Ask any professional energy modeller, and you’ll find there is no plausible scenario in which the burning of fossil fuels gets you to 1,100 ppm by 2100. You would need global per capita coal consumption to grow by a factor of seven, but the fact is that coal use in the electrical system has peaked, and perhaps even started to fall.  Even in the International Energy Agency scenarios, which I and others have spent the better part of 15 years arguing are too pessimistic, we are headed to RCP 4.5.

What about carbon cycle feedbacks? The difference between 650ppm and 1,100ppm by 2100 would require many hundreds of gigatons more CO2 to be released. There are no feedbacks I have found in the literature that can deliver this amount in the 80 years between now and 2100: not methane releases, not boreal forest diebacks, not oceans ceasing to absorb CO2, not seagrass diebacks. Carbon cycle feedbacks are terrifying, but fact is that their main impacts are going to be felt in hundreds or thousands of years, not before 2100.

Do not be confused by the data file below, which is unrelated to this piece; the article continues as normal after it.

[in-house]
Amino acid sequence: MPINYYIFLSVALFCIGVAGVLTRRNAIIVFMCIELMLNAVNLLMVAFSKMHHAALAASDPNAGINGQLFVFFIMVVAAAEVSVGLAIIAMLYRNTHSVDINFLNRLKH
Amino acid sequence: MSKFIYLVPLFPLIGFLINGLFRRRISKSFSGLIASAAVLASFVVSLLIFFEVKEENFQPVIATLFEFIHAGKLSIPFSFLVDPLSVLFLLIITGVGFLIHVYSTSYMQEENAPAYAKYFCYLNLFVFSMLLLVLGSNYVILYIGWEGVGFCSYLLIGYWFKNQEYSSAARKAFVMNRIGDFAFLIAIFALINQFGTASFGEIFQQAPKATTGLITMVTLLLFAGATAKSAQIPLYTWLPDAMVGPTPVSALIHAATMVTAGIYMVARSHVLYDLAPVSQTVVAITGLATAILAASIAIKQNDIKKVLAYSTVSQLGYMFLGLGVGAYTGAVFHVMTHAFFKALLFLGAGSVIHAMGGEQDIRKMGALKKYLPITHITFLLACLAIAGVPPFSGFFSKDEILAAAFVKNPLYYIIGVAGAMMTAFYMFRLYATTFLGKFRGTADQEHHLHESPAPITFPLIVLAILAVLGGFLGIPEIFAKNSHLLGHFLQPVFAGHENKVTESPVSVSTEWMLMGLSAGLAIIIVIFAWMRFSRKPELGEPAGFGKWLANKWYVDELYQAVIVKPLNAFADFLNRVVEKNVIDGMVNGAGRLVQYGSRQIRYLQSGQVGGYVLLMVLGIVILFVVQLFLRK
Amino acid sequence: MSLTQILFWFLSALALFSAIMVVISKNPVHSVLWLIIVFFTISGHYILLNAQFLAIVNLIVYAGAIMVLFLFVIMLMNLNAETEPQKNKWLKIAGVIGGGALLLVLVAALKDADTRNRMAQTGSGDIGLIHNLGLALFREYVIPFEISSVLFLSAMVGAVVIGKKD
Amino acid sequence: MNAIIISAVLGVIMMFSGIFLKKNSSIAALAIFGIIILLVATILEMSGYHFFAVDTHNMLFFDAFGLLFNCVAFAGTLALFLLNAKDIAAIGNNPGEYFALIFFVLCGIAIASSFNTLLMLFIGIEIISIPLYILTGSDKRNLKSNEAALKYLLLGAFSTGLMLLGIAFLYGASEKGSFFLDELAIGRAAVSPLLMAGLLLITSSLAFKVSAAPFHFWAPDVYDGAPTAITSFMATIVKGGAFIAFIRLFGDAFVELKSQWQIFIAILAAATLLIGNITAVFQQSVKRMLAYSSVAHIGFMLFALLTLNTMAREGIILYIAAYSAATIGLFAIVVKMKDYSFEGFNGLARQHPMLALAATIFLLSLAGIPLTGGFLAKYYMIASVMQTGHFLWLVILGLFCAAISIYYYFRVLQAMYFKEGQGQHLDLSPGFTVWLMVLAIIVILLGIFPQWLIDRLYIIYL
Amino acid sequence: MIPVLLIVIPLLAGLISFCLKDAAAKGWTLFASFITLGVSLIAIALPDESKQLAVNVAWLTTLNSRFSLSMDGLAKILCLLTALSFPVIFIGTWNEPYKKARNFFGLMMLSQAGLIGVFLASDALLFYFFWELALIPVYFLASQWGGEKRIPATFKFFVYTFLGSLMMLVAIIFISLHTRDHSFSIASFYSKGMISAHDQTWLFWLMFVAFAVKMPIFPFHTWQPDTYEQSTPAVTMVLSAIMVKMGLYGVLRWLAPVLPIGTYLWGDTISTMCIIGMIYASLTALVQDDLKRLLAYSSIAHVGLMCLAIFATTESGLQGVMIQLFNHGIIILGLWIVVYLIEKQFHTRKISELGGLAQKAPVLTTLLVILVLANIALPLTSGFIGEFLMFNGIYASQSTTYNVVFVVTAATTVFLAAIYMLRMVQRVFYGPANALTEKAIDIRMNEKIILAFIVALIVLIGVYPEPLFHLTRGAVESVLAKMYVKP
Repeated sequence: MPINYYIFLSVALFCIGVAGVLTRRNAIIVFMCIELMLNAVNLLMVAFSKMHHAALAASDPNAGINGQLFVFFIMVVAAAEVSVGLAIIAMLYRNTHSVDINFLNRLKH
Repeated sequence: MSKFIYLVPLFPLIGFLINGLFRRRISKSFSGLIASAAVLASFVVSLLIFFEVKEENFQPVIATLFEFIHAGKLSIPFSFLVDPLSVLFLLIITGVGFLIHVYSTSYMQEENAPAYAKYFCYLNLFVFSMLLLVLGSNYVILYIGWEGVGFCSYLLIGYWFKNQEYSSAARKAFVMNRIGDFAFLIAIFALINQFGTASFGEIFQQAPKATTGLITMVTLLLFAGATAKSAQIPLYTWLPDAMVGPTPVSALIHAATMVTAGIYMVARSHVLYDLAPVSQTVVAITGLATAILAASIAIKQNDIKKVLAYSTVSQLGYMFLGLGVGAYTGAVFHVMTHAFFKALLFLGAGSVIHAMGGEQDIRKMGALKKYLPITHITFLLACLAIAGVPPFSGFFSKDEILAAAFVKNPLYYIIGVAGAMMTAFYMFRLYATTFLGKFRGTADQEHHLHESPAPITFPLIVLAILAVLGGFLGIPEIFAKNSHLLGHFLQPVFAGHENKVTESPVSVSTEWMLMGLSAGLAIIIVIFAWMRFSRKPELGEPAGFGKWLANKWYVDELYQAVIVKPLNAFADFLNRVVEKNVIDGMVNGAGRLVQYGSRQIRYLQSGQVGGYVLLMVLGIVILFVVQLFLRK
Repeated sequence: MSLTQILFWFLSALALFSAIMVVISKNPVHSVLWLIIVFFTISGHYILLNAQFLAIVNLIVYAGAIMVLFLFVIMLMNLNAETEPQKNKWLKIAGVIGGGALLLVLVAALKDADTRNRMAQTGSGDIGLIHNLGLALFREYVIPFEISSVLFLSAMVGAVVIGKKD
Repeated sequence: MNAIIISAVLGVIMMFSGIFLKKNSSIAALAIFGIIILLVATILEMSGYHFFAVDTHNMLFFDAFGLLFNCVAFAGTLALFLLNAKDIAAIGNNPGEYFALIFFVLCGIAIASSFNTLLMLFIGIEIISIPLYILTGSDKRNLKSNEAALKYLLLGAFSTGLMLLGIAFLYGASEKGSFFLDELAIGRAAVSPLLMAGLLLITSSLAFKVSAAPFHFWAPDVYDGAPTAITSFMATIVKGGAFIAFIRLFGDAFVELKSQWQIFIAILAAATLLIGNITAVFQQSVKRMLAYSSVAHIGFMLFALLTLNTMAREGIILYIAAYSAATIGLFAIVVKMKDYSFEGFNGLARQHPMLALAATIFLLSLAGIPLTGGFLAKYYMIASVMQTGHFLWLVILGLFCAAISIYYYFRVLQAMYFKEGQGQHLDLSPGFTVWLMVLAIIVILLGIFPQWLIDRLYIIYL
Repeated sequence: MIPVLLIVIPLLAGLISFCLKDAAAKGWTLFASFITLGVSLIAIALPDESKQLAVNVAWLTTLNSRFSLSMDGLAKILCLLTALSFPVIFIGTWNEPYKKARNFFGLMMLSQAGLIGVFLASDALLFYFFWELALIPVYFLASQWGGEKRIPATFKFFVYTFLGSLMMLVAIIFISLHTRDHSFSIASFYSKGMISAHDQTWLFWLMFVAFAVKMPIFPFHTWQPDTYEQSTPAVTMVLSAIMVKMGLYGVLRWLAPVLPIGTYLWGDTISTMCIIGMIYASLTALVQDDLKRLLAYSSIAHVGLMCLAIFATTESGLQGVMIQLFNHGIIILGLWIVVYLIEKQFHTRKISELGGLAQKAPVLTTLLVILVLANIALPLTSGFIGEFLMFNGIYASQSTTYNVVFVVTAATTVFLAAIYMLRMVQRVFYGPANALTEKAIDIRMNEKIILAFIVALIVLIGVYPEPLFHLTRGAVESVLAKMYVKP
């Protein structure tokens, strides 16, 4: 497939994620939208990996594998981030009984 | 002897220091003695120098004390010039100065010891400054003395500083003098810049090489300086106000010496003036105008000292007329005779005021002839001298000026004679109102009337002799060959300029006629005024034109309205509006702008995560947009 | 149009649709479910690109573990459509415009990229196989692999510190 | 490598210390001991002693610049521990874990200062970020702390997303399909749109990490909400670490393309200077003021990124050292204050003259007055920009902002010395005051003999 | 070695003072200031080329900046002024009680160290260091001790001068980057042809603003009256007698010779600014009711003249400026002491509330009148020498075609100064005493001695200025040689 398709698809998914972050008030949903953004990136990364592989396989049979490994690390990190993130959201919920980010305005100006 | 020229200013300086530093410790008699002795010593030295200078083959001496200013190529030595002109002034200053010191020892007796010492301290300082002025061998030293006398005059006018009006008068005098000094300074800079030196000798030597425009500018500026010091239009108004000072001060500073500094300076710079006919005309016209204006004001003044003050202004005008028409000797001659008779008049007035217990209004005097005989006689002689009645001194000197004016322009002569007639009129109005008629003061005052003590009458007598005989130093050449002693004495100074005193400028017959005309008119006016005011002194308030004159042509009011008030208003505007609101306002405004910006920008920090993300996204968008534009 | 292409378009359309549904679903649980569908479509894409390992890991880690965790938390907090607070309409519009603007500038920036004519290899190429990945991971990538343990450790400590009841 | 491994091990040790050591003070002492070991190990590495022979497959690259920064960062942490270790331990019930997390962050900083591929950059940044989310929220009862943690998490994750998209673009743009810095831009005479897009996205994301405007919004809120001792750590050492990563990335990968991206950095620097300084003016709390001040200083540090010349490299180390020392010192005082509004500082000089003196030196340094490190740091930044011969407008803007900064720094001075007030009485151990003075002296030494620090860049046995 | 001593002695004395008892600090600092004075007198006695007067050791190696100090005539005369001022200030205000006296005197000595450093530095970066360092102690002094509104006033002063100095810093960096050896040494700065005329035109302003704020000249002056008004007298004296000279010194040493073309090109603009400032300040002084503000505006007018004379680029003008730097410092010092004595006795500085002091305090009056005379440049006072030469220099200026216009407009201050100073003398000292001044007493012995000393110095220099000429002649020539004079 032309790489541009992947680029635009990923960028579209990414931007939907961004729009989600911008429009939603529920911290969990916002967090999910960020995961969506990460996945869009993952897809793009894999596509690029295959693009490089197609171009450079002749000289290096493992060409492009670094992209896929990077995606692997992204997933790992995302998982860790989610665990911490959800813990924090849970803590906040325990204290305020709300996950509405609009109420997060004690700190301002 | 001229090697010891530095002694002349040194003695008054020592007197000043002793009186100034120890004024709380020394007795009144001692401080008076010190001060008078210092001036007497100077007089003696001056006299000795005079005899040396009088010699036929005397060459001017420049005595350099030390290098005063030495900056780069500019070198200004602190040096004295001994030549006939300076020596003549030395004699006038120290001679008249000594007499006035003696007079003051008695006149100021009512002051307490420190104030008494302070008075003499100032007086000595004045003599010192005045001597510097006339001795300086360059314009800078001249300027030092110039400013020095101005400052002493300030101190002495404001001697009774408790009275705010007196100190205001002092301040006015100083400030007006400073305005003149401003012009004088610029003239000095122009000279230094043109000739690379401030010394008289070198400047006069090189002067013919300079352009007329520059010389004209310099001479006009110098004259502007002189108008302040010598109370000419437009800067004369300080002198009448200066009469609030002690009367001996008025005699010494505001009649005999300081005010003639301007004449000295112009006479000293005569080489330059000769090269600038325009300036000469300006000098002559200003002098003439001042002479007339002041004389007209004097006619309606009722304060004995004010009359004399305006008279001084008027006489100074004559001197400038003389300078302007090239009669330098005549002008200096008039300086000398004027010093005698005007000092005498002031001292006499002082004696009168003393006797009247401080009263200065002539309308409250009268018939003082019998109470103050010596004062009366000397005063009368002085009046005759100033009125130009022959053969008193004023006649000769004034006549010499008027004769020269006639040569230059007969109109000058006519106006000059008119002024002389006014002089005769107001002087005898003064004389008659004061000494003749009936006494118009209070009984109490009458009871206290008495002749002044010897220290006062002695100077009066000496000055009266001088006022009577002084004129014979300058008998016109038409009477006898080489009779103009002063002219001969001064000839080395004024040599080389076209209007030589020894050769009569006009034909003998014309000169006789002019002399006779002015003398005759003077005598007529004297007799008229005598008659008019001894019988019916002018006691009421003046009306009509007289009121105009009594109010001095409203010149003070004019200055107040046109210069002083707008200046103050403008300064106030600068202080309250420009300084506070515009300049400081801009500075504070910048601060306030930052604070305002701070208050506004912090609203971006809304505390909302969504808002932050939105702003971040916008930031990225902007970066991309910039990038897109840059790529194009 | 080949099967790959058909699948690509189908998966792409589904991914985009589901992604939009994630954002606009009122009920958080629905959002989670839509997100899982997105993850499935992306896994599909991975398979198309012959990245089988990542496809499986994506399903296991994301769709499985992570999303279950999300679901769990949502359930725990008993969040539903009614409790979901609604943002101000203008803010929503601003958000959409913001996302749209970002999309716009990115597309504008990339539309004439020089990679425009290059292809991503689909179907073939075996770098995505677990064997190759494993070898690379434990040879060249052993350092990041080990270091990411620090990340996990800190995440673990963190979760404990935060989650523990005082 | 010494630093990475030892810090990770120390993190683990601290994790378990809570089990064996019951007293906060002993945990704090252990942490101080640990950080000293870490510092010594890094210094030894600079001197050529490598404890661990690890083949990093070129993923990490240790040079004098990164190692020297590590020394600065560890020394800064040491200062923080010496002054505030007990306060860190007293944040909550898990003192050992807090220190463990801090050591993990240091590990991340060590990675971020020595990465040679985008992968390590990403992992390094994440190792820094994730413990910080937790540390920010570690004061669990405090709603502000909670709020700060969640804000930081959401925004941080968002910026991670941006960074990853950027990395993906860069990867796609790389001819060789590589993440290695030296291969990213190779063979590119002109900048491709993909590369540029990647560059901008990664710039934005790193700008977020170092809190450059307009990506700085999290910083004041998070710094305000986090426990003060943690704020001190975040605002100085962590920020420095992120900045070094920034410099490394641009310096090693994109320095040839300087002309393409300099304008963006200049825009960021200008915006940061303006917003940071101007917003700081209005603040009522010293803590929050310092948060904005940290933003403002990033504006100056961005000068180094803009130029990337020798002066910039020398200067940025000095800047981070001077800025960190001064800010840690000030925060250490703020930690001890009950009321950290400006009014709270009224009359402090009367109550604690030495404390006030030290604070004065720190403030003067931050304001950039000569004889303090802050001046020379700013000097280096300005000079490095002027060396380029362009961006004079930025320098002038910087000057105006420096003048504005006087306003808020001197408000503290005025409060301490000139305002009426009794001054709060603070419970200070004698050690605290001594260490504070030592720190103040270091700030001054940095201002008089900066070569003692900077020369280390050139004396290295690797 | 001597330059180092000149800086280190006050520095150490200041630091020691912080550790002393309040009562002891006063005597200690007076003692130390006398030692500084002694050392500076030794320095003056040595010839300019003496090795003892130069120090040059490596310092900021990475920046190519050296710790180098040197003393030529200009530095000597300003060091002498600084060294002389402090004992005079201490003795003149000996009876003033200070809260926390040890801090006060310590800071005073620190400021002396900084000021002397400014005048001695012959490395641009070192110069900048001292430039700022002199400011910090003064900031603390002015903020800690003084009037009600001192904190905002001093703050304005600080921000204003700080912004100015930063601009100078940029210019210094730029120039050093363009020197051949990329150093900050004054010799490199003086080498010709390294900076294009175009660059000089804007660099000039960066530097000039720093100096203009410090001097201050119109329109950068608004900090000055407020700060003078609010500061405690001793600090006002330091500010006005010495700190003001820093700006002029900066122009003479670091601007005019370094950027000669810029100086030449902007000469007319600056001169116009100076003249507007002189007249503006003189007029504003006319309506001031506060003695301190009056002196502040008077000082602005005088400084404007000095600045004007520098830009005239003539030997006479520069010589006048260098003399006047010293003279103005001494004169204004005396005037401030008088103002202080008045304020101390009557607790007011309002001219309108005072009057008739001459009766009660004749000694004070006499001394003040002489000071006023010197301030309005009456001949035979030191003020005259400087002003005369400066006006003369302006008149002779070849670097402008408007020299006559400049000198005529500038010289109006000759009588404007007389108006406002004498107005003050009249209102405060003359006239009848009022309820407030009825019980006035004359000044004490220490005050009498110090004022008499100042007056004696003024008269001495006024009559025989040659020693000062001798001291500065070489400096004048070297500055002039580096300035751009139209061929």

Now please don’t get me wrong. The world under RCP 4.5 is an ugly, ugly place, with warming by 2100 of 2.0C to 4.5C. We must try to do all we can to bend the arc towards the lower end of that range, or below. But we must be honest: we will not see the 3.3 to 7.4C of climate change by 2100 which drives almost all of the catastrophe scenarios about which we read in the press.

If we still have to act just as urgently, which does this matter? There are two reasons. The first is that in order to build a robust coalition for climate action, we must remain science-based, not build on foundations of sand. Come 2022, when the next IPCC Assessment Report (AR6) appears, it will come under intense scrutiny by forces who are not naturally disposed to taking action on climate – to put it mildly. They will have huge budgets. They will play dirty. And they will seize on the fact that RCP is implausible to undermine the entire basis on which any consensus for climate action is built.